Maggie Miller eBook

This eBook from the Gutenberg Project consists of approximately 296 pages of information about Maggie Miller.

Theo’s riding dress was borrowed, and though it did not fit her exactly she looked unusually well when she met Mr. Carrollton in the lower hall, and once mounted upon the gay steed, and galloping away into the country, she felt more than repaid for the loss of her morning slumber.

“You ride well,” said Mr. Carrollton, when at last they paused upon the brow of a hill overlooking the town, “but you have some faults which, with your permission, I will correct,” and in the most polite and gentlemanly manner he proceeded to speak of a few points wherein her riding might be improved.

Among other things, he said she rode too fast for a lady; and, biting her lip, Maggie thought, “If I only had Gritty here, I’d lead him such a race as would either break his bones or his neck, I’m not particular which.”

Still, she followed his directions implicitly, and when, ere they reached home, he told her that she excelled many who had been for years to riding schools, she felt repaid for his criticisms, which she knew were just, even if they were not agreeable.  Breakfast being over, he announced his intention of going down to Boston, telling Maggie he should probably return that evening and go with her to Hillsdale on the morrow.

Scarcely had he gone when Henry Warner appeared, asking an interview with Madam Conway, who haughtily led the way into a private room.  Very candidly and honorably Henry made known to her his wishes, whereupon a most stormy scene ensued, the lady so far forgetting herself as to raise her voice several notes above its usual pitch, while Henry, angered by her insulting words, bade her take the consequences of her refusal, hinting that girls had been known to marry without their guardian’s consent.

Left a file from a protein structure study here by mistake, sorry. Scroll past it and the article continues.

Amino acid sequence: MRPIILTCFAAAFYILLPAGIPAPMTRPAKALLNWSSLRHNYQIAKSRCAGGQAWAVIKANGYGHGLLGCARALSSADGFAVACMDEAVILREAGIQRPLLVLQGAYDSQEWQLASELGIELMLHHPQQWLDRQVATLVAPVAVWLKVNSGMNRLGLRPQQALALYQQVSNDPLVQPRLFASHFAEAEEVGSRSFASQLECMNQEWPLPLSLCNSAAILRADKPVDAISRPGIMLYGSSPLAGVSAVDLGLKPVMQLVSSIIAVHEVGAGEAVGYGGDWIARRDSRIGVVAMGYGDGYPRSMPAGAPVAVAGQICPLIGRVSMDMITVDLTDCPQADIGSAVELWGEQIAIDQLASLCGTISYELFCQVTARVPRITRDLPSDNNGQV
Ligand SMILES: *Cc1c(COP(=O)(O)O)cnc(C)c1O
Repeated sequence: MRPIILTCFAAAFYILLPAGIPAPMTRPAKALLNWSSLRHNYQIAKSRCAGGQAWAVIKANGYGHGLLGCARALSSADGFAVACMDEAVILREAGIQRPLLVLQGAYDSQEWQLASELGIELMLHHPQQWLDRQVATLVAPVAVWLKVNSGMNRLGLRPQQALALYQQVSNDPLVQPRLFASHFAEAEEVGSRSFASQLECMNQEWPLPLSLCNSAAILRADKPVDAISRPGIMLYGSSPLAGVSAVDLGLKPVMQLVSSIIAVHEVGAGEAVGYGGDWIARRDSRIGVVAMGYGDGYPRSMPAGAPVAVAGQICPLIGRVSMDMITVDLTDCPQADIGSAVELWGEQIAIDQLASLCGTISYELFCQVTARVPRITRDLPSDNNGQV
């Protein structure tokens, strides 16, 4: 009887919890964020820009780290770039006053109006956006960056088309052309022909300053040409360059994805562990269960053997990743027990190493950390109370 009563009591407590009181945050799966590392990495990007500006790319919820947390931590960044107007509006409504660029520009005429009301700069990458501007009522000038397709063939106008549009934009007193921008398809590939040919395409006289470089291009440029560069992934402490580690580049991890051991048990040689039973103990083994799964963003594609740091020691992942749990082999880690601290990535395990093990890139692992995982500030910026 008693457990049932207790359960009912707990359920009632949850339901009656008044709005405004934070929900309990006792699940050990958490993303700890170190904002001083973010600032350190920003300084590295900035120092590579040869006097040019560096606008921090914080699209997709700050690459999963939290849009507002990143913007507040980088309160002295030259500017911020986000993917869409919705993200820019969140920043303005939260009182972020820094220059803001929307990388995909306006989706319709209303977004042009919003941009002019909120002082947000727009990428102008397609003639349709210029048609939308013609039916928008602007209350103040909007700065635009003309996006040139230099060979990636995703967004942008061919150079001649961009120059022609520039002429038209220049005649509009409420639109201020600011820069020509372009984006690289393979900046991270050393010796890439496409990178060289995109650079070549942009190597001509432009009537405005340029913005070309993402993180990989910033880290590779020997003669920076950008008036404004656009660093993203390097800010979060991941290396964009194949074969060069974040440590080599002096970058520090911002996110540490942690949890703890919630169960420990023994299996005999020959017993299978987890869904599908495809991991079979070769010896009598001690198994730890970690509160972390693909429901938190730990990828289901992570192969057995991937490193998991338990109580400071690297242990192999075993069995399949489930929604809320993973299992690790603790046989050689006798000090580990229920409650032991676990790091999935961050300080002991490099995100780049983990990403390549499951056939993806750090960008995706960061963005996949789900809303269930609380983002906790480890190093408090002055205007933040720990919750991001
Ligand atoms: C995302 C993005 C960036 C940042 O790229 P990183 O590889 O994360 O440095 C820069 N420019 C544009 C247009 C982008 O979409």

“An elopement, hey?  He threatens me with an elopement, does he?” said Madam Conway, as the door closed after him.  “I am glad he warned me in time,” and then, trembling in every limb lest Maggie should be spirited away before her very eyes, she determined upon going home immediately and leaving Arthur Carrollton to follow in the cars.

Accordingly, Maggie was bidden to pack her things at once, the excited old lady keeping her eye constantly upon her to see that she did not disappear through the window or some other improbable place.  In silence Maggie obeyed, pouting the while a very little, partly because she should not again see Henry, partly because she had confidently expected to ride home with Mr. Carrollton, and partly because she wished to stay to the firemen’s muster, which had long been talked about, and was to take place on the morrow.  They were ready at last, and then in a very perturbed state of feeling Madam Conway waited for her carriage, which was not forthcoming, and upon inquiry George Douglas learned that, having counted upon another day in the city, Mike was now going through with a series of plunge-baths, by way of sobering himself ere appearing before his mistress.  This, however, George kept from Madam Conway, not wishing to alarm her; and when after a time Mike appeared, sitting bolt upright upon the box, with the lines grasped firmly in his hands, she did not suspect the truth, nor know that he too was angry for being thus compelled to go home before he saw the firemen.

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Maggie Miller from Project Gutenberg. Public domain.
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